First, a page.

Valerie Browne Lester, author and relation of Clarence Bicknell, is in the Museo Bicknell in Bordighera researching her biography of Clarence Bicknell. This is one of her dispatches from the front line.
A series of large plastic boxes and a bookcase contain Marcus Bicknell's fine collection of works by and about Clarence Bicknell, photographs, and other memorabilia. The strangest item is a leather strap which from which hang the silver medallion of the Societas Sancti Spiritus (the brotherhood to which Clarence belonged when he was at Stoke-on-Tern) and two green pendants. Is it a keychain? Is it a watchchain?
The note written by Margaret Berry that accompanies the strap declares that Clarence brought the jade pendants back from Ceylon, but there's something funny about this. The stones are typical Maori pendants, made from New Zealand greenstone. I double-checked with a New Zealand friend about this and here is what he said: "No question at all, at least not in regard to the one on the left; it's a classic shape (a slightly stylized war-club in fact). The one on the right isn't familiar to me, but the pendant style and colour of the stone is. Even though I don't recognize the shape, I wouldn't have hesitated to call it greenstone rather than jade."
The pendants are, thus far, the first chip of hard evidence that points to Clarence's legendary trip to the Antipodes. Time and again, those who write about Clarence, including Marcus's uncle Peter Bicknell, mention his trip to New Zealand but do not provide any proof. If he did indeed go there, he must have gone at some point during his year of travels, his lost year, the hiatus between his time in Stoke-on-Trent and his arrival in Bordighera in 1878.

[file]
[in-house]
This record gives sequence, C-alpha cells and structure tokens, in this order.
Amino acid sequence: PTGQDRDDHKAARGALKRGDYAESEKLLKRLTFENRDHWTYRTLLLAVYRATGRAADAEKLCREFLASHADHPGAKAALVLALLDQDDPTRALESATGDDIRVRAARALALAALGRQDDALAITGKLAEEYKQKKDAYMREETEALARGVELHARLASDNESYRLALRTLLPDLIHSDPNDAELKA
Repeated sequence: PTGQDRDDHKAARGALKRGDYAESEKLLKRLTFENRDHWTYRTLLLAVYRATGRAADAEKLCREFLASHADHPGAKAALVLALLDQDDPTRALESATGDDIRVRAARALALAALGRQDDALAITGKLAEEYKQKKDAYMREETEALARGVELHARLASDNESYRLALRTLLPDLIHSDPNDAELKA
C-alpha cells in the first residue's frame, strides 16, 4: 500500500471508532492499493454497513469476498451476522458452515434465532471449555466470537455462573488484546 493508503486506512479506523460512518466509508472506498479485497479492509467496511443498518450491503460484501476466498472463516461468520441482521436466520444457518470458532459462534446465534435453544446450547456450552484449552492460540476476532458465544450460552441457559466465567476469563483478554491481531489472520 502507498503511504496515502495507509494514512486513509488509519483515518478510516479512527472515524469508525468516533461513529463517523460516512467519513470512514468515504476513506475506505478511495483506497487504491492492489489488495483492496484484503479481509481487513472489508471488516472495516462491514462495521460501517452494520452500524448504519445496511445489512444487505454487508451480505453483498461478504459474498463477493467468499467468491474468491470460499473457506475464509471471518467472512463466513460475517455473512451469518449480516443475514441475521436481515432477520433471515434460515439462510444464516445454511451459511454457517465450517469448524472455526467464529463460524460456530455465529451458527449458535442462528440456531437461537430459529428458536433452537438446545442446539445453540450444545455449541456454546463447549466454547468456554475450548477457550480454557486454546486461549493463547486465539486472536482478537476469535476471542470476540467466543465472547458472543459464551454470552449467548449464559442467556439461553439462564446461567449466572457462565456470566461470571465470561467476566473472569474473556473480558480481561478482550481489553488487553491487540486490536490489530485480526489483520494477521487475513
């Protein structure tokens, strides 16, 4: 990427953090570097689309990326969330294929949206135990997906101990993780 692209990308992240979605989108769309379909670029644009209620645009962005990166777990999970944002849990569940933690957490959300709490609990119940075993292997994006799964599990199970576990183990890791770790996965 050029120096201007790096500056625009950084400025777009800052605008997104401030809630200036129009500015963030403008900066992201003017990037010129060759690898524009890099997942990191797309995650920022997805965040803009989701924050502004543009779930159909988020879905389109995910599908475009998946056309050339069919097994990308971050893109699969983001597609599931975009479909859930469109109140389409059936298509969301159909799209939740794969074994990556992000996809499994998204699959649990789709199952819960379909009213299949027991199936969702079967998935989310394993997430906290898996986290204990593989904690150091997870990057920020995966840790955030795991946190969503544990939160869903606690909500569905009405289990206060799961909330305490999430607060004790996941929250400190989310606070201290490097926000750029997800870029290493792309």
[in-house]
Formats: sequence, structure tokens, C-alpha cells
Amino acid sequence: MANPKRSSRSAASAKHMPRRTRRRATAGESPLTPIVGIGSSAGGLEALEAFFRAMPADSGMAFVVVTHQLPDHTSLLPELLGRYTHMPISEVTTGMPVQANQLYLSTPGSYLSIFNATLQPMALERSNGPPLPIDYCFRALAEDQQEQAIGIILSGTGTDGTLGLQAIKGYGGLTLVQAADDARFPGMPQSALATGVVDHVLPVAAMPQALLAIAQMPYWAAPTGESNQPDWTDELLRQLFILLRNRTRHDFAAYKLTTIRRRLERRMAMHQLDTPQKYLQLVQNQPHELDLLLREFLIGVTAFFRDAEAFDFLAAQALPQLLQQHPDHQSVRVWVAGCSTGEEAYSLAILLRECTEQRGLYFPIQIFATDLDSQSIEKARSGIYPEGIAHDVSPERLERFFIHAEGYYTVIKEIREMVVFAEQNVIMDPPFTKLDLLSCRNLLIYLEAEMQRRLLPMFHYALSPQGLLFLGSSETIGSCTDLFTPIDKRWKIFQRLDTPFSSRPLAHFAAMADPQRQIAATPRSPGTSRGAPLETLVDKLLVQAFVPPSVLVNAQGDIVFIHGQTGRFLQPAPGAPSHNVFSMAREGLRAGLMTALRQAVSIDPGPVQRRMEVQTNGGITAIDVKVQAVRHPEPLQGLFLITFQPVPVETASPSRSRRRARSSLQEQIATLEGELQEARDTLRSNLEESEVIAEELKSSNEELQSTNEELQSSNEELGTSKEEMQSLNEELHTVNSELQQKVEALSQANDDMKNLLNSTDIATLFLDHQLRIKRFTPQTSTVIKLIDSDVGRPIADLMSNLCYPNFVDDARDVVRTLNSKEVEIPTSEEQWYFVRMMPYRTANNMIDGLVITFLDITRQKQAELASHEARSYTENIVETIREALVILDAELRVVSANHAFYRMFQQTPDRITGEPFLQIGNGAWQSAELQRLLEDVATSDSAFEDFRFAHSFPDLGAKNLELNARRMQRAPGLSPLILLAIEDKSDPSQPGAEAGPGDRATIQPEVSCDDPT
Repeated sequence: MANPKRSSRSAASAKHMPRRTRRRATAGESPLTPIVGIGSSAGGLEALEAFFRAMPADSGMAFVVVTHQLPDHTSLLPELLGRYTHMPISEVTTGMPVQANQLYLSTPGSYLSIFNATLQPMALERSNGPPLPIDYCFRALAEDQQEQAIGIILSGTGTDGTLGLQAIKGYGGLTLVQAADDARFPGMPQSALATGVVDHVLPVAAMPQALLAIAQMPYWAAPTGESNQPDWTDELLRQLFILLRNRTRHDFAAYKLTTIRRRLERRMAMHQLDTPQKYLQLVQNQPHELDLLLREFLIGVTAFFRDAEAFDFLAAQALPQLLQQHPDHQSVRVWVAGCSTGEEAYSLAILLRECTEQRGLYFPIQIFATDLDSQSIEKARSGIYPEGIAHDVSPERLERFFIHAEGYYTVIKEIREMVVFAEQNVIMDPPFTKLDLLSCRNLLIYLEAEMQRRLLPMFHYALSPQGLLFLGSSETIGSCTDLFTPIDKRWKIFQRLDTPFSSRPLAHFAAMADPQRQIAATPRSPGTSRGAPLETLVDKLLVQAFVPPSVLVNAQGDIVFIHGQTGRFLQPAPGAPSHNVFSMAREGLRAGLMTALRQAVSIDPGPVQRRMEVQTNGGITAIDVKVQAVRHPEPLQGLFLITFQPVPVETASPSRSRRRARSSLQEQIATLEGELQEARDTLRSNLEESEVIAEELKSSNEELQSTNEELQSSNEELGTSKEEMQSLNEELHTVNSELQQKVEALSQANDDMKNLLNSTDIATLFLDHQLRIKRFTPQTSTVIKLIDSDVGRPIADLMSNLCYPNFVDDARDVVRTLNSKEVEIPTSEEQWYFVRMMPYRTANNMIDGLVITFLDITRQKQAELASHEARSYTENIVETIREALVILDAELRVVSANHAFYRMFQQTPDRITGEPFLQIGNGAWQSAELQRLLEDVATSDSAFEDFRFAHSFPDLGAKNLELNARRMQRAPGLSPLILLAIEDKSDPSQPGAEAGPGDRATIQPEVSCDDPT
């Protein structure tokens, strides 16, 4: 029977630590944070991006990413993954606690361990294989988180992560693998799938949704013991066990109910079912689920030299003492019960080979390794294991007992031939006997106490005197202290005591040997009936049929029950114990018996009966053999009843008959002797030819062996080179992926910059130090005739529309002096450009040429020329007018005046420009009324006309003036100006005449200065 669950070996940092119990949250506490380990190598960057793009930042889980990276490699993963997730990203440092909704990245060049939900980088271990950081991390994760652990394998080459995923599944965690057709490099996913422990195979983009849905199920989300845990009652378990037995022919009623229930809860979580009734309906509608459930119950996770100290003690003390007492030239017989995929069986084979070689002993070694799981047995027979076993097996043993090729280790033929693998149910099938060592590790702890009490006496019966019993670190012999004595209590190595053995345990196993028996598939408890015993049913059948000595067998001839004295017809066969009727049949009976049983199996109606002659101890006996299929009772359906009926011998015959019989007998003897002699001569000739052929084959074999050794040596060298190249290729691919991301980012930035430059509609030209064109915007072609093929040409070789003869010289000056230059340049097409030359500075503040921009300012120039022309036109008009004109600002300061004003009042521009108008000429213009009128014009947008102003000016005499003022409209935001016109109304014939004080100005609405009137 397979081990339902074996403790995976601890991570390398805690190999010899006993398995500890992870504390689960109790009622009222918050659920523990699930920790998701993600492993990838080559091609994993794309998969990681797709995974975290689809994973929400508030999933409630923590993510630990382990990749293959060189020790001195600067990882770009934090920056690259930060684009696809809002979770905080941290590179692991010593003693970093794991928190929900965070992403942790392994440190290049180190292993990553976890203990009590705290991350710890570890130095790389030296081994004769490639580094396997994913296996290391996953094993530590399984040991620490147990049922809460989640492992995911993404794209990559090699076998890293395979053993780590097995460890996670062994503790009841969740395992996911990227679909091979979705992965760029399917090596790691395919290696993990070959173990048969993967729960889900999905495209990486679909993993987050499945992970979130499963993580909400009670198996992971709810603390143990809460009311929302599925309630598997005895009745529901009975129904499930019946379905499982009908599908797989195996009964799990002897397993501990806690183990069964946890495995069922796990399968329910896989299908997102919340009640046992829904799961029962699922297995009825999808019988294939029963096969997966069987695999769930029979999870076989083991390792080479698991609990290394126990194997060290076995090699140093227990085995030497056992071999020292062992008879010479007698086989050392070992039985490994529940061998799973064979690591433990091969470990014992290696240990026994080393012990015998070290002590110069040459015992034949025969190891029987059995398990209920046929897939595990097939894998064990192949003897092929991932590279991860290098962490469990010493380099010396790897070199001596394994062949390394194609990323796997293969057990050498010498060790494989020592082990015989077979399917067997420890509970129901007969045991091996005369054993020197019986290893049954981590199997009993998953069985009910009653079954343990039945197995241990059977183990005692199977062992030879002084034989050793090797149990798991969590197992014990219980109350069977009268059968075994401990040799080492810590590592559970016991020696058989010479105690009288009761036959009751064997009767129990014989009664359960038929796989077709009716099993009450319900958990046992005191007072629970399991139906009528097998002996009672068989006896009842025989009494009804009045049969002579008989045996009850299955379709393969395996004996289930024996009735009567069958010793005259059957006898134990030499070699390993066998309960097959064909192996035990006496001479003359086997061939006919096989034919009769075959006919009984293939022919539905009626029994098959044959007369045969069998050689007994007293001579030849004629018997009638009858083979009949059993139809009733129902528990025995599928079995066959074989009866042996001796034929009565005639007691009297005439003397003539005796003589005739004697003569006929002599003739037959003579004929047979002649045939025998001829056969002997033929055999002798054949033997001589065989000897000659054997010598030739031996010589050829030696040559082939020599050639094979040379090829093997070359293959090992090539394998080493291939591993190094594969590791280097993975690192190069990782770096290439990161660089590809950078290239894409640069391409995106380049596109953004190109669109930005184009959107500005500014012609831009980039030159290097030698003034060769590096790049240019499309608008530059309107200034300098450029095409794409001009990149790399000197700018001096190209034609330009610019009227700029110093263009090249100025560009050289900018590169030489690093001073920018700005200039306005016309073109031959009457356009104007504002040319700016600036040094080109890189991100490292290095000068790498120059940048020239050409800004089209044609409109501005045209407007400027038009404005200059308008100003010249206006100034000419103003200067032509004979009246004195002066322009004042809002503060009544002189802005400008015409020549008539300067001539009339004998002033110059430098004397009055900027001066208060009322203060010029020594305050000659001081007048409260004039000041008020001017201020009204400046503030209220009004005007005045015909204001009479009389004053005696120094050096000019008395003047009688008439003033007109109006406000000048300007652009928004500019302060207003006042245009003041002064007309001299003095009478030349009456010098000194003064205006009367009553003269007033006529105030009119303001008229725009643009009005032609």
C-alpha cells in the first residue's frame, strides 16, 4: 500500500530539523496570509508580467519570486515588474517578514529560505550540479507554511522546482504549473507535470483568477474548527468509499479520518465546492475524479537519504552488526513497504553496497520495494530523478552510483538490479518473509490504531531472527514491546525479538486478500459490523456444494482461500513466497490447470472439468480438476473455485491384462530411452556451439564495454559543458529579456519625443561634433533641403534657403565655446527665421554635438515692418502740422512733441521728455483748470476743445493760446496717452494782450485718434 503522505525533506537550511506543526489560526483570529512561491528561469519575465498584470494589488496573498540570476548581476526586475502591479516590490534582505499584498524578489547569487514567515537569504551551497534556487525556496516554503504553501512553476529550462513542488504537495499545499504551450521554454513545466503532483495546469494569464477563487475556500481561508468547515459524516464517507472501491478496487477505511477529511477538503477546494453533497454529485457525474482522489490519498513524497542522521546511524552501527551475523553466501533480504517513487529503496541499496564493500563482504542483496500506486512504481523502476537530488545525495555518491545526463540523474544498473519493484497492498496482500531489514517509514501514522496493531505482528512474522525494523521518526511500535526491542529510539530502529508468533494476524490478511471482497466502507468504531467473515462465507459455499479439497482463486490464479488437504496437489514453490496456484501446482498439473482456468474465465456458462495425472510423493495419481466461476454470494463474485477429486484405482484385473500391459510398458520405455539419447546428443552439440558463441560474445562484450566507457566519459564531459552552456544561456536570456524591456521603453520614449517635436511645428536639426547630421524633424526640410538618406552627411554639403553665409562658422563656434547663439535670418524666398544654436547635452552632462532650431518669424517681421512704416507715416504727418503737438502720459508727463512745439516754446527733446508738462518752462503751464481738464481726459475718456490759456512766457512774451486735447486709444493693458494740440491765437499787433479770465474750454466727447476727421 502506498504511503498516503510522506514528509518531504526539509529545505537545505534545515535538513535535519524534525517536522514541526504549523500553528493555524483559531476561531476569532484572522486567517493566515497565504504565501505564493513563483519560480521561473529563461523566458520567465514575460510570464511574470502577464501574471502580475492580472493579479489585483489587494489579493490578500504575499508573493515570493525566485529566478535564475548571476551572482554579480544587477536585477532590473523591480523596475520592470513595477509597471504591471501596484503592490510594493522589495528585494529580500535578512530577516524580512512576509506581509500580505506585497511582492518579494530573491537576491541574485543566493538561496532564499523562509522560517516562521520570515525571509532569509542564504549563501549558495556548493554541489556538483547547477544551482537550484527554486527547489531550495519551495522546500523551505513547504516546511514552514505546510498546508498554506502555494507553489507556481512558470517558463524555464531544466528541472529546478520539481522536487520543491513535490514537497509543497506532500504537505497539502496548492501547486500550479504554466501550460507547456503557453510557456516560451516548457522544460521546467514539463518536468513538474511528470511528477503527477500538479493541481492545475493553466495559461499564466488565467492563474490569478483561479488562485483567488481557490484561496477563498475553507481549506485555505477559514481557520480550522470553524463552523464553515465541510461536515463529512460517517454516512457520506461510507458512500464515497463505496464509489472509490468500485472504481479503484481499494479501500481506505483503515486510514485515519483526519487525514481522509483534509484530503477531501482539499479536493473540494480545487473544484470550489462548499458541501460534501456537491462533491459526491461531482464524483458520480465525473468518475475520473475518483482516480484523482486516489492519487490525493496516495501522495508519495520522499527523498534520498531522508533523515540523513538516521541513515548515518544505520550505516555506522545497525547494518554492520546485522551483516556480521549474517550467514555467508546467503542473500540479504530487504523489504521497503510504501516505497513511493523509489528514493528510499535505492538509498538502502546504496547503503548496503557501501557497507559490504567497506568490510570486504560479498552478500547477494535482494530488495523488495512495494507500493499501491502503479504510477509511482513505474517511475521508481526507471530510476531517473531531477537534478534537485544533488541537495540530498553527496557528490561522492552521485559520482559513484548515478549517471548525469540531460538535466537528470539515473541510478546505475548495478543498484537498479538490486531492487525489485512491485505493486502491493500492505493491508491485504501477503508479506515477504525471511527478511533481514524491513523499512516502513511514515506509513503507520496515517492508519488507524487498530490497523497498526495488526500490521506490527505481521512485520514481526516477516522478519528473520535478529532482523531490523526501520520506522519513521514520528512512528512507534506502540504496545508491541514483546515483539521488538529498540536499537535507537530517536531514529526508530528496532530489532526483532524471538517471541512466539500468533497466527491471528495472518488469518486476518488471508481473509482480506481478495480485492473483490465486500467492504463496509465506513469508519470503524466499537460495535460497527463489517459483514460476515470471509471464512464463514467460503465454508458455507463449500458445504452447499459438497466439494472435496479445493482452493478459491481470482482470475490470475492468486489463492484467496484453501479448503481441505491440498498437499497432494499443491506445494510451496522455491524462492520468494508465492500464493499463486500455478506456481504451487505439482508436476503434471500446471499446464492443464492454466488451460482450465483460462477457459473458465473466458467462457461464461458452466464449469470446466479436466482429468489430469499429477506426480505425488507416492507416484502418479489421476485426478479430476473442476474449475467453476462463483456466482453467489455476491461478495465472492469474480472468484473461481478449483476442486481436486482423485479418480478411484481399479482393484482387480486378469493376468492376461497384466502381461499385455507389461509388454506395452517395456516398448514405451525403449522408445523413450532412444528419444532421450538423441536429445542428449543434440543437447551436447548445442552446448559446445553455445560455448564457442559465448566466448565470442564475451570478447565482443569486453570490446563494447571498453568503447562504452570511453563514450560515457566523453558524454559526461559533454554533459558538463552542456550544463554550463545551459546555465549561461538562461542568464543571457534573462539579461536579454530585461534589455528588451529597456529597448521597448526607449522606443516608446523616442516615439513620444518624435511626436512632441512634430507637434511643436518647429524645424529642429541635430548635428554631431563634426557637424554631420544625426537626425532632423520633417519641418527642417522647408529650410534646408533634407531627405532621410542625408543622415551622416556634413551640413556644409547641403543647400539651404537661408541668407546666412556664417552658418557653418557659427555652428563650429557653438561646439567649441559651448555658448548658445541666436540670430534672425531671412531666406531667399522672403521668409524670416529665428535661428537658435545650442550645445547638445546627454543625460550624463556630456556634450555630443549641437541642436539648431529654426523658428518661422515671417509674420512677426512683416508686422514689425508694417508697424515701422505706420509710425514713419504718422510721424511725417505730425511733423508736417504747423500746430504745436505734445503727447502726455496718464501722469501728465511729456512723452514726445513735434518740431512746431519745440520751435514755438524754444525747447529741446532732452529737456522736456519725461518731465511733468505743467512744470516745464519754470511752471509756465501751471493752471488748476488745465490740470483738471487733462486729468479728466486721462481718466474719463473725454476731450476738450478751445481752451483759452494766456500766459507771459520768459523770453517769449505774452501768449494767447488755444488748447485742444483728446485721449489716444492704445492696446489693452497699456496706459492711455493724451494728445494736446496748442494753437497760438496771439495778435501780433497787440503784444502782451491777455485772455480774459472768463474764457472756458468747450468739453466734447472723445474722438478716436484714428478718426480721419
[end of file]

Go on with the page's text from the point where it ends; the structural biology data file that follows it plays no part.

Another tiny clue about a visit by Clarence to the Antipodes surfaced the other day in a letter that Marcus received from Dr. Peter McQuillan of the School of Geography & Environmental Studies at the University of Tasmania. McQuillan says: "I stumbled upon your excellent website on Clarence Bicknell in my attempts to discover something of how his name became attached to one of the most common and conspicuous ants in south eastern Australia: Iridomyrmex bicknelli. . . Do you have any evidence that he may have visited Tasmania? Because this is where the original ant specimens were apparently collected, and it is a common ant to this day in the vicinity of the port at Hobart, the capital city of Tasmania."
The mind boggles but is not stunned with surprise, at the thought of a large Tasmanian ant named after Clarence Bicknell!
Back to the keychain. The other evening in Bordighera when I was having dinner at the home of the amazingly kind Dr. Bruna Da Paoli, who works in the Museo Bicknell, I happened to notice an item on a small table in her entryway. I took a photo, and I think you'll agree that Bruna's key strap bears a remarkable resemblance to the photo at the top of this page.
Added by Marcus Bicknell 11 September 2017: the following email from Dougal Austin, an expert in this field in New Zealand, confirms that the pendants are from New Zealdn not Ceylon. But we still have no evidence, in 2017, that Clarence went to new Zealand.
"Tēnā koe Marcus, Thank you for your inquiry. The two jade pendants take the shape of typical Māori artefacts: the patu (hand held weapon) and the kapeu (bent ear pendant). The kapeu may have been an actual ear pendant, whereas the patu has been reduced significantly in size in order to make a pendant. The gold attachment at the top of the patu pendant is interesting, the combination of gold and pounamu ‘New Zealand Jade’ pointing to late 19th-early 20th century origin. I consider both have probably been made by European settler lapidary workshops in the late 19-ealy 20th century, probably mainly for the tourist market, though Māori also sometimes bought and used pendants such as these too. Traditional working of pounamu by Māori had ceased in most areas by 1900AD, so they acquired copies of cultural artefacts from Pākehā or European settler retailers at that time. The stone is very probably pounamu, commonly called greenstone in New Zealand, and geologically known as nephrite jade. The vivid green of the kapeu pendant is very typical of New Zealand nephrite, though we also get darker colours such as has been used for the patu. I hope this is helpful.
Heoi anō – Yours Sincerely
Dougal Austin - Kāti Māmoe,Kāi TahuCurator, Taonga Tūturu 19-20th Century
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